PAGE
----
I’ve been reading a fair number of critical essays on the current state of (graphic) design this week, and yesterday I found myself slowly descending into a manic mental hole where, completely overstimulated, I couldn’t get a grip on what I agreed and disagreed with. I couldn’t quiet my mind. Not great for sound sleep.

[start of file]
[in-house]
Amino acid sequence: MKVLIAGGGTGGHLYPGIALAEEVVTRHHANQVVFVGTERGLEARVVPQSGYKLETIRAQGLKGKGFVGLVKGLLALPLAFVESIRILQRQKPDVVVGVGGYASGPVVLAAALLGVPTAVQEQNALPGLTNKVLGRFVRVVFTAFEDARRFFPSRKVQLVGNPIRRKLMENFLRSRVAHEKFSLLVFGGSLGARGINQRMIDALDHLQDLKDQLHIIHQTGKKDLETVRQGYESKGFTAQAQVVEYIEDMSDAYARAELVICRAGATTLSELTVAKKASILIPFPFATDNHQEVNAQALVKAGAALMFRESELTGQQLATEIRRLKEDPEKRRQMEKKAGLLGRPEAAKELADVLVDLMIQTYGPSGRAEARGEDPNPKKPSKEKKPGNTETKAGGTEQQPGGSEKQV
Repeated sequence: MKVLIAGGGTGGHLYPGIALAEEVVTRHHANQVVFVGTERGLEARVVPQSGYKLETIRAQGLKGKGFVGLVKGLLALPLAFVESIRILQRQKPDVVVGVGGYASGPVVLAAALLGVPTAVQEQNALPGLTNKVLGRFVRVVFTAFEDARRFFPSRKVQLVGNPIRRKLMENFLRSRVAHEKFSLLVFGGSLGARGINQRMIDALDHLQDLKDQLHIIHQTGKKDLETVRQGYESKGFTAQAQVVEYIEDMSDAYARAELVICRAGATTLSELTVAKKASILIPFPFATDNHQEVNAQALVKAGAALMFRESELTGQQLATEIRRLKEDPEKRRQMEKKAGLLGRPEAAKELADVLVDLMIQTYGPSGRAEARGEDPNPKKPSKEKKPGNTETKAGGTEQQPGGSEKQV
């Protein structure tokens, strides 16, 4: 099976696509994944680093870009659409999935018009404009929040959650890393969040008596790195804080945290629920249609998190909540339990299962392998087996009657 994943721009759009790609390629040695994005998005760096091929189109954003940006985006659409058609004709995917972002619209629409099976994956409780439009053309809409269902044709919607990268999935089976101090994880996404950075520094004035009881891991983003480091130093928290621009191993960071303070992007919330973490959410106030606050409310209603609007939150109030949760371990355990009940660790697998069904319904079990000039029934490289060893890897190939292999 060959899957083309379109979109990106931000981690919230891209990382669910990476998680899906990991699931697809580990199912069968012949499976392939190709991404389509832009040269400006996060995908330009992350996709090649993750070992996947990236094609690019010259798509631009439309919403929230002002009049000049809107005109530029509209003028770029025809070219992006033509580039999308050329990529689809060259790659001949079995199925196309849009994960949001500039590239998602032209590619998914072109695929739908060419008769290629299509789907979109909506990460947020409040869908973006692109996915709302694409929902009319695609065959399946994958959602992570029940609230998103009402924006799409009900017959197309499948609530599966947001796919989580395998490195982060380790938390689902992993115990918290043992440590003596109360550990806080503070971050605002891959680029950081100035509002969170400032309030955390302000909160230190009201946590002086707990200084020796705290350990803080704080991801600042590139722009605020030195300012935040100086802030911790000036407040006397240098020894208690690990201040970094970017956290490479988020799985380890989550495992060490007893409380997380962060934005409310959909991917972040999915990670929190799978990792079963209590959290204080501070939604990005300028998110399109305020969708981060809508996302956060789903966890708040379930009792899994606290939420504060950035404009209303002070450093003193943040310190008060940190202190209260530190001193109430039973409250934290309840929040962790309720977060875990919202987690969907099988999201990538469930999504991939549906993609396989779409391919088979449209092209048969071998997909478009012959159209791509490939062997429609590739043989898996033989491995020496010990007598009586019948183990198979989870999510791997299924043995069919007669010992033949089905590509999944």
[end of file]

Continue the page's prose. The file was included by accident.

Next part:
Almost universally, the essays called for an increase in critical practice, a lambasting of the “old guard” (think: Pentagram, et. al) for thinking too archaically in this modern era, and a disregard for formalism of any kind. However, this morning I woke up with a clearer recognition of the large hole in this critical theory that had been bumping around in the back of my mind; I had seen no acknowledgment of the graphic designer (particularly, the brand designer) as the translator of a client’s own self-perception. While we like to think of communication design as a two-party process (client -> designer -> audience, or simply designer -> audience), in fact the process can more often than not be client -> designer -> client. A huge part of our particular responsibility is clarifying who clients are to themselves. Sometimes designers are mirrors, not bullhorns. More comprehensive thoughts on this to come.